One in four samples of chicken from the UK’s largest supermarkets contains antibiotic-resistant E.Coli bacteria, new research has revealed.
The bacterium was found in meat from Asda, Aldi, Co-op, Morrisons, Sainsbury’s, Tesco and Waitrose, Cambridge University researchers found.
They tested whole chickens, breast meat, legs, drumsticks, thighs and chicken sausages – and found 24% contained types of E. Coli resistant to antibiotics.
And 51% of E. Coli found in pork and chicken from the supermarkets were resistant to the antibiotic trimethoprim, a drug used to treat more than half of bladder infections.
The findings illustrate how antibiotic use in farm animals – and not simply doctors overprescribing the drugs to patients as many believe – is contributing to growing levels of drug resistance, which is why the Bureau of Investigative Journalism (TBIJ) has been probing this under-reported topic for six months.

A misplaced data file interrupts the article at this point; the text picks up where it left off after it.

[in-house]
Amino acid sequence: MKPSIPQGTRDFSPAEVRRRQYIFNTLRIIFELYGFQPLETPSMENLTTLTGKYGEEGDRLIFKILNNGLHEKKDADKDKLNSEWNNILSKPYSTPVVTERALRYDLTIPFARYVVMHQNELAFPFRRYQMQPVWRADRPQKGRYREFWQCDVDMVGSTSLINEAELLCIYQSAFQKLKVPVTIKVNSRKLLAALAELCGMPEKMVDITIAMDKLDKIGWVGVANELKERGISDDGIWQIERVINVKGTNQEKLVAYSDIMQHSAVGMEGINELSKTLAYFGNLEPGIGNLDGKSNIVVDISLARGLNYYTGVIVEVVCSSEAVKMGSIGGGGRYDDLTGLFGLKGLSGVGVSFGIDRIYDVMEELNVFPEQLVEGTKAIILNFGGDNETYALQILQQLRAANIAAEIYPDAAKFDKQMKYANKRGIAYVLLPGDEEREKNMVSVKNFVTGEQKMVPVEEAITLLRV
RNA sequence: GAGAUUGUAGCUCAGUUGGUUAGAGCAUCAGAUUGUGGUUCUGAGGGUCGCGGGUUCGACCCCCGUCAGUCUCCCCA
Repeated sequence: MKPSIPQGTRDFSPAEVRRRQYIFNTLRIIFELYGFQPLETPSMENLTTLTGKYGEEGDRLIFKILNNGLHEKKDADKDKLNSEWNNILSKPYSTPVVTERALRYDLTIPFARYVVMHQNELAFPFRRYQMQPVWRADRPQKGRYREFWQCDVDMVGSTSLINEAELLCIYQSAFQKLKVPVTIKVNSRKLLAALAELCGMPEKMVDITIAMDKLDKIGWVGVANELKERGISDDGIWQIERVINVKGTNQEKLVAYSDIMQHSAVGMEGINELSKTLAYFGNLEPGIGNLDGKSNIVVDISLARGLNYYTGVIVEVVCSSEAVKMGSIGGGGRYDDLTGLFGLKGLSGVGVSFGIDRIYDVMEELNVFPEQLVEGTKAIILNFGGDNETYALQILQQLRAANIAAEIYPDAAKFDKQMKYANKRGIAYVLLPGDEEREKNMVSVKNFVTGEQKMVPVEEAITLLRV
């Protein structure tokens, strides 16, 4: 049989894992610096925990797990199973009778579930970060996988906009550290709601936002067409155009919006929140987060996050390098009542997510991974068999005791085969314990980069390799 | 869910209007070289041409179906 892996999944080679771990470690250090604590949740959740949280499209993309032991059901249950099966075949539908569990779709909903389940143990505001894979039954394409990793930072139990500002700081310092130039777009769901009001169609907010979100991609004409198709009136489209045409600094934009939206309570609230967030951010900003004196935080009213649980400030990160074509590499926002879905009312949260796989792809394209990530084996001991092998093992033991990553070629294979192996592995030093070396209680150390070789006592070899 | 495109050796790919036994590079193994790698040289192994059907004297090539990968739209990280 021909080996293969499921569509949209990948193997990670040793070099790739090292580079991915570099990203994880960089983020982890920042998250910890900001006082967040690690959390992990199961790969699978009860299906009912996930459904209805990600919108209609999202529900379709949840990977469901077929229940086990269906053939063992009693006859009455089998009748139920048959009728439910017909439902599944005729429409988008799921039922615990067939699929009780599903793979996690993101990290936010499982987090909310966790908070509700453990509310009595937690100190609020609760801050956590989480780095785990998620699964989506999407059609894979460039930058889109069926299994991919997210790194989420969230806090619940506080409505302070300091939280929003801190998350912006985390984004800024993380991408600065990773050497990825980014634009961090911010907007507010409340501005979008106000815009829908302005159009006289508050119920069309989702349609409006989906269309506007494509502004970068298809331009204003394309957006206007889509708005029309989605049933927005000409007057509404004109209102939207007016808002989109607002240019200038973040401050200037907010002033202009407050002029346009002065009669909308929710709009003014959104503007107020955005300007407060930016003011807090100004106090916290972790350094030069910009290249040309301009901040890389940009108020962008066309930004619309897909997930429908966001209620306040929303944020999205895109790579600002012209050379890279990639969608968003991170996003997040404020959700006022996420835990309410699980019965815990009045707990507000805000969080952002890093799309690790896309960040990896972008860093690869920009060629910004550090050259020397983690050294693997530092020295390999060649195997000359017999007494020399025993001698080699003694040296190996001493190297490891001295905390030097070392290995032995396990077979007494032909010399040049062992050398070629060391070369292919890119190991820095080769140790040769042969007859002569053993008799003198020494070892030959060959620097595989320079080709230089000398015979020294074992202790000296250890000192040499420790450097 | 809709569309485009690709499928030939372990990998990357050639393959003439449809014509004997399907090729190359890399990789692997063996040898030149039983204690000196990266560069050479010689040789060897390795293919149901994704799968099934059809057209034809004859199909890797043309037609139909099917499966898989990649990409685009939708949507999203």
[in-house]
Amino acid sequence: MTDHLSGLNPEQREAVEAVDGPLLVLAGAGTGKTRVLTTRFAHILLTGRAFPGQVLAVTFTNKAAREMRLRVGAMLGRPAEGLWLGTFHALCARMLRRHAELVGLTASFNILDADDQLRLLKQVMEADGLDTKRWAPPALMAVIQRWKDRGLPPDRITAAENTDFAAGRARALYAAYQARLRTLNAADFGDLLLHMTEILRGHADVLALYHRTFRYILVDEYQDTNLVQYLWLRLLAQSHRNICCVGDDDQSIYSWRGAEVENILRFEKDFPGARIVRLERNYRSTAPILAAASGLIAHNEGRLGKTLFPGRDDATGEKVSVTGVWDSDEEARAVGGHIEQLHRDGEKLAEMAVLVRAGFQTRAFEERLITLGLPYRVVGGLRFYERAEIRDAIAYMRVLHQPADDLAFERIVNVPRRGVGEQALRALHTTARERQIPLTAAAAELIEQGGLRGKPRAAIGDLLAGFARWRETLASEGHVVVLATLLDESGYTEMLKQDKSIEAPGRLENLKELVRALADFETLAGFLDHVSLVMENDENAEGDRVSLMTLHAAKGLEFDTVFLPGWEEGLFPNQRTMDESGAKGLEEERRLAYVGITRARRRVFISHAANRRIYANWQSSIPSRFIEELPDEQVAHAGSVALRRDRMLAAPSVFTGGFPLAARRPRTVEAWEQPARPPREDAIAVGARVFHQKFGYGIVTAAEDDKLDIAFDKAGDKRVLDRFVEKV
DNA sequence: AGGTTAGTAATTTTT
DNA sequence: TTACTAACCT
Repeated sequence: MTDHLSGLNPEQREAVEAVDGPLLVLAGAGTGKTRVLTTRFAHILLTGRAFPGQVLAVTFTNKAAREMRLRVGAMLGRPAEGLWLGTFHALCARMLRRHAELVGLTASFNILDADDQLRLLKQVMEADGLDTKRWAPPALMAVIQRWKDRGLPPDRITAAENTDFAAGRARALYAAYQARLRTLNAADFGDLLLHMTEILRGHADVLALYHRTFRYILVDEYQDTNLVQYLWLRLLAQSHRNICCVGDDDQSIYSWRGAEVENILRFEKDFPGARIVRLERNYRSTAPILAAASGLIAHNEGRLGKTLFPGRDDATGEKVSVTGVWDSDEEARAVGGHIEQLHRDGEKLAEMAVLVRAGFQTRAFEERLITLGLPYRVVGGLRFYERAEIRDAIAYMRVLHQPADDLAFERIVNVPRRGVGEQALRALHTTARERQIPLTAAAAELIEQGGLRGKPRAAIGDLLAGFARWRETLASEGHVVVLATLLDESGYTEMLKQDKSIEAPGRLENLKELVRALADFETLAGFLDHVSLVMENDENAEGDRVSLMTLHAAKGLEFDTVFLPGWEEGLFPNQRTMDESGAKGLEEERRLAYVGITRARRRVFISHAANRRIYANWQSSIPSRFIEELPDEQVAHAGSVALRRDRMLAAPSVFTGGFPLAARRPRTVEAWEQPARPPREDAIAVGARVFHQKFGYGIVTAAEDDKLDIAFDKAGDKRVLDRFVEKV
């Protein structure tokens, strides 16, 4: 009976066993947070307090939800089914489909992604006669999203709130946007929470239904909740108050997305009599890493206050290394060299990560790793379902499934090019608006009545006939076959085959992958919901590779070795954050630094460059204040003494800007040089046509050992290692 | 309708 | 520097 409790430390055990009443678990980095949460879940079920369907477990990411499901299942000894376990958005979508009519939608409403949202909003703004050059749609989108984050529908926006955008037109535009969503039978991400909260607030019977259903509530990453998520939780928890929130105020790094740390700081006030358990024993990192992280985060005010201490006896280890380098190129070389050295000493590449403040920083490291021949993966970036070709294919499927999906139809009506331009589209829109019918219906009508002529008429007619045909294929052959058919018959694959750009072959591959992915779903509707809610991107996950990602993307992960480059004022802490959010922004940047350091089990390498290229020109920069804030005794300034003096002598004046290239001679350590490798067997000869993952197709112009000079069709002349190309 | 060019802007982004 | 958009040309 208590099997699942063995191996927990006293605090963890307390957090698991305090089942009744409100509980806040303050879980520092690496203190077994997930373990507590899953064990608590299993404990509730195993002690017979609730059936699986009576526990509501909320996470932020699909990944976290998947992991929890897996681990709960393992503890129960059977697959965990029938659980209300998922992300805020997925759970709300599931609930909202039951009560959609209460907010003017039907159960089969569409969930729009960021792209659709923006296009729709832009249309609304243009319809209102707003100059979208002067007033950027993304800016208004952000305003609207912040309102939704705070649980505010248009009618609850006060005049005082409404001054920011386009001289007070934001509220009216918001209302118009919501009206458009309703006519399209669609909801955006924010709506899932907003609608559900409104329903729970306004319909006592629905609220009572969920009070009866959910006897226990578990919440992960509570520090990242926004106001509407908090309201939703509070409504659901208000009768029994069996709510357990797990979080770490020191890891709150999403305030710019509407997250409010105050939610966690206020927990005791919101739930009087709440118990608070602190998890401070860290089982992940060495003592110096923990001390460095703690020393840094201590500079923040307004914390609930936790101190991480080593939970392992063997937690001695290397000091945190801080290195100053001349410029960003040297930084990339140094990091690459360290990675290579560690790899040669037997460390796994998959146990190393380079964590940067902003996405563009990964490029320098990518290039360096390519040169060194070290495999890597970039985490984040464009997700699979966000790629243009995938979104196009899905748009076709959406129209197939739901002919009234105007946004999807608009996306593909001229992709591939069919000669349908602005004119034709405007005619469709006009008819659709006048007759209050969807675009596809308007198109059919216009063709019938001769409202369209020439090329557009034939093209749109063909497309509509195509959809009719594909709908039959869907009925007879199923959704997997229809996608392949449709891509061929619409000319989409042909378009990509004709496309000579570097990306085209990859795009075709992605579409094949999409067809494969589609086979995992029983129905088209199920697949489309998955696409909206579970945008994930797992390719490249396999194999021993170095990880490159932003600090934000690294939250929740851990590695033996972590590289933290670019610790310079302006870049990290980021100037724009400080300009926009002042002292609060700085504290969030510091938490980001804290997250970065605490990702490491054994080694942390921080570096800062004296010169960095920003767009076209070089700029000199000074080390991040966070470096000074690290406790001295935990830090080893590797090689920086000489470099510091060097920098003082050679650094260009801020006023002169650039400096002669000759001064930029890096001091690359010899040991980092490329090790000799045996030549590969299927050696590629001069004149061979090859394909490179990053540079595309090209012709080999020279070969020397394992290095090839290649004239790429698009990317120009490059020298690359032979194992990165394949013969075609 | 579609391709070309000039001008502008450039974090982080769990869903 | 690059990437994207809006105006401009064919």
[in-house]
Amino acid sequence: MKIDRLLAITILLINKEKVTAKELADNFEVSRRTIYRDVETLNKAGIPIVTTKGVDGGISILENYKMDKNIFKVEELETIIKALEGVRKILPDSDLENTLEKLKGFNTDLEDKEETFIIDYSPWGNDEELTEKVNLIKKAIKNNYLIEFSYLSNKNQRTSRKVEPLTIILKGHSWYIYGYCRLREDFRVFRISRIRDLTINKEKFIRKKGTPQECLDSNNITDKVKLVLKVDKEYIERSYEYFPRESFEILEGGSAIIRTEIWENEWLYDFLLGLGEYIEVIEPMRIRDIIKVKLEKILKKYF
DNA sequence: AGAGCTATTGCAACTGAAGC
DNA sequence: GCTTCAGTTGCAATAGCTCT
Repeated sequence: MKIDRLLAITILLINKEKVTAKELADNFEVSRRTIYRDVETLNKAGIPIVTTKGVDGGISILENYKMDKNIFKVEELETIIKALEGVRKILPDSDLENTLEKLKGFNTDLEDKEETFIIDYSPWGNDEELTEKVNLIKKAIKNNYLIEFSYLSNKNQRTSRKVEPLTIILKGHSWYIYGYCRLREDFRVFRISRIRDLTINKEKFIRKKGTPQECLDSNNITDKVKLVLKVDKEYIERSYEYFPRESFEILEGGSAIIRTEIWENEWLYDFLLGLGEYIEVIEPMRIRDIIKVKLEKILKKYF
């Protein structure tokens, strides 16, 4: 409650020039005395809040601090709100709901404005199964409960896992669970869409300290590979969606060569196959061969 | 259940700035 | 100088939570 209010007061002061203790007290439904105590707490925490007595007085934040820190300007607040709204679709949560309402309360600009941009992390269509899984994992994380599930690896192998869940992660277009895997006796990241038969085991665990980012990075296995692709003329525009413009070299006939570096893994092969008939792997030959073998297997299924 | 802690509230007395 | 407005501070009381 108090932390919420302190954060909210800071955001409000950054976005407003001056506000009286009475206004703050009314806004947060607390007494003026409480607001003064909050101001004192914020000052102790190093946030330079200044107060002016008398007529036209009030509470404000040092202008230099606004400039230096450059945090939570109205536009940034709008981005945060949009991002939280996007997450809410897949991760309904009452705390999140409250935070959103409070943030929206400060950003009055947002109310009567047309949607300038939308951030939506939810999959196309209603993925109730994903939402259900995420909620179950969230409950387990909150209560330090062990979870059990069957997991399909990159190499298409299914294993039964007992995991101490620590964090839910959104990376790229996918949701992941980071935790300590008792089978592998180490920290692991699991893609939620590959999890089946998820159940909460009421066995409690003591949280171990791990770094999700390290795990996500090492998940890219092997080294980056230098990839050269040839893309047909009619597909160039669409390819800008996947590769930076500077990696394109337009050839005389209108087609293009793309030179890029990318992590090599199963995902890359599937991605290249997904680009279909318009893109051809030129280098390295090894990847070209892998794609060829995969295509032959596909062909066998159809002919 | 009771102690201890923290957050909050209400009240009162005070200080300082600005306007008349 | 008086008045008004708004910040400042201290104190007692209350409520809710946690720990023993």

The problem of antimicrobial resistance is now so severe NHS England’s chief medical officer Dame Sally Davies said it remains a ‘bigger threat than terrorism’ – despite commissioning a report five years ago to tackle the issue.
In fact, this year a Government-backed report by economist Professor Jim O’Neill predicted the problem would kill 10 million people worldwide by 2050 – more deaths than cancer.
Figures published earlier this year by the Vetinary Medicines Directorate and analysed by the Bureau revealed an increase in sales of some critically important antibiotics – those that doctors now rely on to treat infections because drug resistance has left others medicines less effective – for veterinary use.
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